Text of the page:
Don’t defend the indefensible
A spate of rapes is not the occasion to score political brownie points. Instead of blaming women for crimes against them, maybe it’s time to start putting blame where it belongs. Namita Bhandare writes.columns Updated: Oct 13, 2012 10:53 IST
When headlines shout rape, our ‘leaders’ will find solutions. Om Prakash Chautala’s remedy to the rape cases in Haryana — 18 in 30 days, and that’s just the reported figures — is to endorse the khap panchayat’s suggestion that parents marry off their daughters at a young age. Presumably, child marriage will end the surge in sexual crimes.
The idiocy of the khap argument, seconded by INLD leader Chautala is obvious. Chautala has tried to backtrack saying it was up to the government to accept it. Still, just to dispel any ambiguity let it be stated:
Married women get raped, married men can rape. In Kaithal a five-month pregnant woman was raped by two men. In Hisar four of the accused rapists are married.
Rape has little to do with sexual desire (presumably early marriages will ensure sex-on-demand for testosterone-overloaded men). It has more to do with an assertion of power.
With 830 girls for 1,000 boys, where will Haryana’s men find enough wives? Politicians might want to campaign against female foeticide instead of regressing into the medieval ages by supporting illegal khaps who rule what women should wear or whether they can go to markets unescorted.
Fifteen of the 18 reported rapes this month are of Dalit women. When Dalits are targeted for rape by upper caste men, it is to establish dominance and ‘humiliate’ a community. Married, single, widowed, doesn’t matter.
Early marriage puts girls at risk of early childbirth, the leading cause of death for girls in the age group 15-19 in developing countries, according to Human Rights Watch (HRW). Children are also more likely to experience domestic violence, including marital rape, finds HRW. Moreover, the Prohibition of Child Marriage Act, 2006 makes child marriage illegal.
Illogic is not the monopoly of any one party. Rising to Haryana chief minister Bhupinder Hooda’s defence, Congress spokeswoman Renuka Chowdhury says the state is working “discreetly to reassure families that they will be safe and they will not have to worry about the social support they need. It is not a very simple black-and-white law and order issue only.”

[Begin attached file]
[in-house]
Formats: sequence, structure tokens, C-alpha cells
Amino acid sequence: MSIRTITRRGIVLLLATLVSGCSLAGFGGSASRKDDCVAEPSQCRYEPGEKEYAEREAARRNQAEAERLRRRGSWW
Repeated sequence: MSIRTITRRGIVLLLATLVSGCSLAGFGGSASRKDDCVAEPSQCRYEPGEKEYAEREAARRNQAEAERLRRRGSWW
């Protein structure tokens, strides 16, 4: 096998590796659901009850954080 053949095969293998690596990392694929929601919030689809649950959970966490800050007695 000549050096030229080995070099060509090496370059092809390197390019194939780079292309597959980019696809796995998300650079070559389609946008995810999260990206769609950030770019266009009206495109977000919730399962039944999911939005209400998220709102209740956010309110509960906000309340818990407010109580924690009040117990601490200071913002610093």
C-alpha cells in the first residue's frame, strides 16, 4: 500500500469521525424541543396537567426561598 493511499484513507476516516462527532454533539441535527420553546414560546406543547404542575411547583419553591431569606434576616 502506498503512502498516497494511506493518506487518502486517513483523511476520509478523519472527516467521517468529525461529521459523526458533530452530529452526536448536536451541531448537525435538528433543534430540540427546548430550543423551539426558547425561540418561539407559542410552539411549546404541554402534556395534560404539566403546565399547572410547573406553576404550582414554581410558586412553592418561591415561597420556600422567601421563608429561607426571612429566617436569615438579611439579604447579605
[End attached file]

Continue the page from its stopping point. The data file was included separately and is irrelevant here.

Err, discreetly? Not a law-and-order issue? Social support?
Two rapes were reported on the day Sonia Gandhi visited a Dalit family whose daughter had killed herself after being raped in Jind.
This is a red flag issue. Governance, action and exemplary steps are called for. But Haryana’s CM has been so discreet that until his party boss came to Jind, he hadn’t bothered to meet a single rape survivor. Not to forget, his state party unit head was blaming the rapes on a ‘political conspiracy’ while another partyman, Dharamvir Goyat stated that ‘90% rapes are consensual’.
It’s a rare politician who will take on the khap panchayats. It’s a rarer politician who has made women’s issues, including crimes against women, a personal crusade.
Mamata Banerjee dismissed the reporting of rape cases as a media conspiracy. Sheila Dikshit advised women to be ‘less adventurous’. And who can forget UP Congress chief Rita Bahuguna Joshi’s remarks that Mayawati should be raped in order to comprehend the plight of victims in her state?
A spate of rapes is not the occasion to score political brownie points. Was Sonia Gandhi’s visit to Jind an attempt to politicise the rapes as the BJP’s Balbir Punj, and even Chautala claim? It doesn’t matter. This is not about party politics. This is about asking: what are you doing to get a better deal for women? What are you doing to make the country safer for women? What are you doing to ensure dignity and right to life for untouchable women?
Instead of blaming women for crimes against them, maybe it’s time to start putting blame where it belongs.
Namita Bhandare is a Delhi-based writer. The views expressed by the author are personal